When I first decided that I wanted to reduce my environmental impact, one the of the first aspects of my life I addressed was my diet. I came face to face with the reality that conventionally farmed animal products have a huge carbon footprint, so I cut back significantly. I experimented with veganism, vegetarianism, and eventually came around to the decision that I could be pescatarian. After all, the fish that I eat doesn’t really have a carbon footprint, and it’s much better for my health than beef or chicken, right?
I buried my head in the sand for a while and slept a little easier knowing that I was abstaining from beef, chicken, and pork, but I knew that eventually I would have to do more research about the environmental impact of my beloved seafood.
Well, my friends, I’ve done the research, and I’ve found that just like with all food, whether it comes from plants or animals, it behooves us to ask a few questions about where it has come from. And generally, it’s a good idea to eat a whole lot less of it.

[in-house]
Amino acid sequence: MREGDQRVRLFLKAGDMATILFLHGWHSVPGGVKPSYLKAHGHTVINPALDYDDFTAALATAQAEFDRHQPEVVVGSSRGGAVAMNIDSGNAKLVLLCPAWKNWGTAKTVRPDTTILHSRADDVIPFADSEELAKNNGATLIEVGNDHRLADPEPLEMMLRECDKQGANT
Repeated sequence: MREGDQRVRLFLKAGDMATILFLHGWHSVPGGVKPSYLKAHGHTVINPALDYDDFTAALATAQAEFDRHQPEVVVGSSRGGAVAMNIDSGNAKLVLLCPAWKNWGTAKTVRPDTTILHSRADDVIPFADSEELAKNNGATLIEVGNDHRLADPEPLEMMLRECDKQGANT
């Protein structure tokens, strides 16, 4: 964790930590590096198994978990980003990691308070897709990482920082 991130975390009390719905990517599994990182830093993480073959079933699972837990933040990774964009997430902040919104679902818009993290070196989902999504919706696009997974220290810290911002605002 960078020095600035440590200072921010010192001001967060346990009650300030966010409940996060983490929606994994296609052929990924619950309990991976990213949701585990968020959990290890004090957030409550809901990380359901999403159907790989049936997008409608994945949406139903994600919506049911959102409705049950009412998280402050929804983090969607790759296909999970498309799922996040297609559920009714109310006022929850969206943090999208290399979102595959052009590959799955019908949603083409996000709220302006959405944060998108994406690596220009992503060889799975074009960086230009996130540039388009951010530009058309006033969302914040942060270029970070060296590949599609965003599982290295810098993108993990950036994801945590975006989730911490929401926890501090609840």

Why should you eat less fish?
A lot of the quandaries that I’ve confronted in my quest to find a planet-friendly diet could be solved if there were just fewer people in the world. But the reality is, there are a lot of us, and there are going to be even more of us soon. Why is this a problem?
- We, in our growing number, happen to have an appetite for seafood, and have massively overfished wild fish populations. Aquaculture (fish farming) has grown as a result of, and potentially a solution to this overfishing. But as we’ll see, it’s not without a slew of problems of its own.
- We habitually and increasingly pollute the planet. This means that there is all sorts of stuff in our oceans and waterways that shouldn’t be, which finds its way into the bodies of the animals that live there. As a result, both farmed and wild fish are likely to have traces of mercury and PCBs (man-made chemicals) in their bodies.
What’s so terrible about farmed fish?
Fish farms are essentially comprised of enclosures in which fish are fed a controlled diet until they reach the appropriate size for commercial sale. Just like with animal agriculture on land, not all fish farming is created equal. However, generally, there are several issues with aquaculture: